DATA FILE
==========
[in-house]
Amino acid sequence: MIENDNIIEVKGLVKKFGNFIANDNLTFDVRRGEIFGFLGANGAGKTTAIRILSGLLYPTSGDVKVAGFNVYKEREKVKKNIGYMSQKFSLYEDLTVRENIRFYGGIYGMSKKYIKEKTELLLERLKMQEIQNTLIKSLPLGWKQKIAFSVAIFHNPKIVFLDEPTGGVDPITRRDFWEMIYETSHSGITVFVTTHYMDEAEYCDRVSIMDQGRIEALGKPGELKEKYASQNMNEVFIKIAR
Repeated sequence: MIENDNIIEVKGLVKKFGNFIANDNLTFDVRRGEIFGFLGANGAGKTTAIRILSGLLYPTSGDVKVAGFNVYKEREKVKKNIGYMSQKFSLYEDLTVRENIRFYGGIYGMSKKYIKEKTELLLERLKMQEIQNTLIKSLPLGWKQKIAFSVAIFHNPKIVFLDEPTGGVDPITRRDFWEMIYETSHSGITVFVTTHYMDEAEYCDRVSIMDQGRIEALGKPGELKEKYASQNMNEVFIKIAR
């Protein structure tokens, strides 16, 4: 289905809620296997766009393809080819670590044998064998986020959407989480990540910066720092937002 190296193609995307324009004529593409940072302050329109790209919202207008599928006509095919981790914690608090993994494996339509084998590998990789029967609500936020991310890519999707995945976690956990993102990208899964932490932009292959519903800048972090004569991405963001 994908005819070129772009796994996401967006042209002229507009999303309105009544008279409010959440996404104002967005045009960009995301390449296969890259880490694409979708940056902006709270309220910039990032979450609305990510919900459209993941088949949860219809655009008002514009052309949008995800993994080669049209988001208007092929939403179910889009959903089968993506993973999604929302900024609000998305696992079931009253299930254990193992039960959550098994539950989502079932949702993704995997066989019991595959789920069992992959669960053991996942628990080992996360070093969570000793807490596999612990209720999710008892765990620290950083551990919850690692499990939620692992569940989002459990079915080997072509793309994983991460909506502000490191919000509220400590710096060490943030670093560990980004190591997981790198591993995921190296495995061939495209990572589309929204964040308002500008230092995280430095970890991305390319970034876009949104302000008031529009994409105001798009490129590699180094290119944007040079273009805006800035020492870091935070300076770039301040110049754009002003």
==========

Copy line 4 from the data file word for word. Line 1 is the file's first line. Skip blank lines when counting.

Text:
């Protein structure tokens, strides 16, 4: 289905809620296997766009393809080819670590044998064998986020959407989480990540910066720092937002 190296193609995307324009004529593409940072302050329109790209919202207008599928006509095919981790914690608090993994494996339509084998590998990789029967609500936020991310890519999707995945976690956990993102990208899964932490932009292959519903800048972090004569991405963001 994908005819070129772009796994996401967006042209002229507009999303309105009544008279409010959440996404104002967005045009960009995301390449296969890259880490694409979708940056902006709270309220910039990032979450609305990510919900459209993941088949949860219809655009008002514009052309949008995800993994080669049209988001208007092929939403179910889009959903089968993506993973999604929302900024609000998305696992079931009253299930254990193992039960959550098994539950989502079932949702993704995997066989019991595959789920069992992959669960053991996942628990080992996360070093969570000793807490596999612990209720999710008892765990620290950083551990919850690692499990939620692992569940989002459990079915080997072509793309994983991460909506502000490191919000509220400590710096060490943030670093560990980004190591997981790198591993995921190296495995061939495209990572589309929204964040308002500008230092995280430095970890991305390319970034876009949104302000008031529009994409105001798009490129590699180094290119944007040079273009805006800035020492870091935070300076770039301040110049754009002003």